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Progress on Dynamics and Thermodynamics in Western Boundary Currents

Kathryn Kelly(1) , LuAnne Thompson(1) , and Suzanne Dickinson(1)

(1) University of Washington, Box 355640, Seattle, WA 98195-5640, United States

Abstract

Prior to the start of the altimetry missions in the 1990s, ideas about the thermodynamics in western boundary currents (WBC) were simple: the Gulf Stream, for example, carries warm tropical waters poleward while cold air from North America sweeps across it, removing much of its heat and forming 18-degree water in the late winter. While estimates of air-sea fluxes differed substantially, variability in those fluxes was thought to be the result of changing atmospheric conditions. A heat budget for the region was impractical as the currents were too strong to be measured directly and efforts to close the budget would be overwhelmed by ocean eddies.

Early altimetry measurements of sea surface height (SSH) demonstrated that the large ocean signal from WBCs was clearly visible, but the perceived usefulness of SSH anomalies was limited by concerns about the representativeness of surface geostrophic currents for inferring transport, the lack of a mean SSH, the effects of seasonal heating, the sense that the boundary current variability was relatively small-scale, associated with rings, and that that variability was already documented by decades of infrared images.

Statistical analyses of boundary current variability (Kelly, 1991; Qiu et al, 1991) demonstrated that most of the variability in the Gulf Stream and Kuroshio Extension is from the meanders of a constant-width jet, not rings; and that there are relatively large-scale variations in the current structure, which are associated with the recirculation gyres. Sato and Rossby (1995), in comparisons with hydrographic data, demonstrated the large-scale effects on the Gulf Stream of seasonal heating. Imawaki (2001) showed that the Kuroshio transport could be monitored using SSH, but this has not been demonstrated for the Gulf Stream.

Using Geosat data, Kelly and Gille (1990) devised a method for estimating mean SSH that allowed an upper ocean heat budget in a boundary current, using a thermodynamics-only upper ocean model. The heat budget in the Kuroshio Extension (Qiu and Kelly, 1993) revealed the importance of heat transport by the geostrophic current, compared with the Ekman current. Using TOPEX/Poseidon data, Qiu (1999) showed that large changes in SST were the result of changes in the geostrophic heat advection in the KE, rather than air-sea fluxes. Meanwhile, the relationship between SSH and heat content was probed by numerous researchers demonstrating that SSH was a good proxy for upper ocean heat content, and creating some confusion about the relative roles of thermodynamics and dynamics in the WBCs.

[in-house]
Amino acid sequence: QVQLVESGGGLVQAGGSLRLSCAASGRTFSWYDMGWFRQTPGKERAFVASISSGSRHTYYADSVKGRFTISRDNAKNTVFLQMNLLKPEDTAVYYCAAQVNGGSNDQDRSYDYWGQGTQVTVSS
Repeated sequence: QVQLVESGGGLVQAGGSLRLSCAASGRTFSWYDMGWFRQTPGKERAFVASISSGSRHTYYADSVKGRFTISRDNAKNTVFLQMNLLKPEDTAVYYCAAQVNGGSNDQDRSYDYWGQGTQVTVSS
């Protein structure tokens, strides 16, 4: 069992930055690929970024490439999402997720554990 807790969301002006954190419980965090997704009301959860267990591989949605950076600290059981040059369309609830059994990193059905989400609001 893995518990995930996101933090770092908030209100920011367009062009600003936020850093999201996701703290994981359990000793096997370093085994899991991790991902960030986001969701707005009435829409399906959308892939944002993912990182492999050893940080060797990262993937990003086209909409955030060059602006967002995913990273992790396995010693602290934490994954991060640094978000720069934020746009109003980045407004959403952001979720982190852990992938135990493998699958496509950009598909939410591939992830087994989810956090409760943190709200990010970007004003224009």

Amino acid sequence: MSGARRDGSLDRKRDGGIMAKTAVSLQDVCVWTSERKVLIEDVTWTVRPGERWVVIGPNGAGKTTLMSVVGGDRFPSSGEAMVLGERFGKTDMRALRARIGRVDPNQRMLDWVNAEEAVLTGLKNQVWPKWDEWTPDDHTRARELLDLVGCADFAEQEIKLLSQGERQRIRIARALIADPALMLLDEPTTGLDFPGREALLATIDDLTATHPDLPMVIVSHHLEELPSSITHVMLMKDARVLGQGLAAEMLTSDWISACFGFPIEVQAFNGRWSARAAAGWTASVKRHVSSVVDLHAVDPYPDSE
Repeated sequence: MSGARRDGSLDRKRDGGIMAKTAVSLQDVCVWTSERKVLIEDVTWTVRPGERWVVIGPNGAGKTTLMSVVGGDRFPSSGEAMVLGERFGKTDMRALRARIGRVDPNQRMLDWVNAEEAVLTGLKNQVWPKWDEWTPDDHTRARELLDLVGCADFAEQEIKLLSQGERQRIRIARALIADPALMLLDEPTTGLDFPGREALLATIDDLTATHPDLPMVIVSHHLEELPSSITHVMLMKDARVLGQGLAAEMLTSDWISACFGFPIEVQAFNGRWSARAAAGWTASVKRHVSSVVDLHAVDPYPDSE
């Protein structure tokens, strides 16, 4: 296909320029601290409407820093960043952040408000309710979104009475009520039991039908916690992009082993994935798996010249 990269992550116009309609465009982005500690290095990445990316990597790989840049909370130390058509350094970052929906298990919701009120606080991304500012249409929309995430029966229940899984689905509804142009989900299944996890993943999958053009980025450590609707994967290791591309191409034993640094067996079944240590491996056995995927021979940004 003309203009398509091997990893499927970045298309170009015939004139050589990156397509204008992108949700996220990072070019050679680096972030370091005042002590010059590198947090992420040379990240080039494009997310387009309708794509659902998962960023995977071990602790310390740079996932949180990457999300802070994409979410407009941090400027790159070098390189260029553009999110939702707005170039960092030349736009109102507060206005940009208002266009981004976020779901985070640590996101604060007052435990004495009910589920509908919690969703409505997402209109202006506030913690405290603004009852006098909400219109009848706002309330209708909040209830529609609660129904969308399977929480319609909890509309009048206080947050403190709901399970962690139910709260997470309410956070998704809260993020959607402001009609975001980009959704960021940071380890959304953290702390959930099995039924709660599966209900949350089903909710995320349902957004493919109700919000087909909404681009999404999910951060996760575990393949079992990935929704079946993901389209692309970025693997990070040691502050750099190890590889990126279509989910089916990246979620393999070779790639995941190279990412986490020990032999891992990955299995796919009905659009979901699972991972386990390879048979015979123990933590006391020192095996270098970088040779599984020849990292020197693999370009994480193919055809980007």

Upper ocean heat budgets for both the Kuroshio Extension and Gulf Stream regions (Vivier et al 2002; Dong and Kelly, 2004) revealed that changes in upper ocean heat content (shown to be nearly synonomous with SSH anomalies) were primarily the result of changes in heat transport by the geostrophic current with time scales of several years or more. Much of the anomalous heat transport is stored in the recirculation gyre regions, where heat accumulates and results in anomalous fluxes of heat to the atmosphere (Kelly and Dong, 2004). Thus, interannual variations in air-sea fluxes in these regions are primarily the result of changes in the ocean, not in the atmosphere. Further, large-scale changes in both the KE and GS heat transport are to some degree in phase, likely the result of large-scale changes in the winds. Motivated by the similarity of the SSH anomaly and the 18-degree (mode) water in the Gulf Stream, comparisons revealed a systematic negative correlation between mode water volume and heat content or SSH (Kwon and Riser, 2004; Dong 2004).

The relatively large local variations in upper ocean geostrophic transport, heat storage, and air-sea fluxes in the WBC regions, along with new understanding of the importance of the shallow wind-driven overturning circulation in meridional heat transport (Boccaletti et al, 2005), suggests that changes in meridional heat transport by the ocean may be dominated by western boundary current variability rather than by meridional circulation changes driven by changes in the thermohaline circulation. A heat budget analysis which spans both the subtropical and subpolar gyres is needed to examine this issue further. Critical to this analysis are both longer time series of altimetric SSH and an improved mean SSH over the larger region as well as an understanding of the influence of salinity and the fresh water budget on the interpretation of SSH. The observationally derived estimates of the thermodynamic budget of the upper ocean are essential for independently evaluating new ocean and climate models, especially for eddy resolving models.

 

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                 Last modified: 07.10.03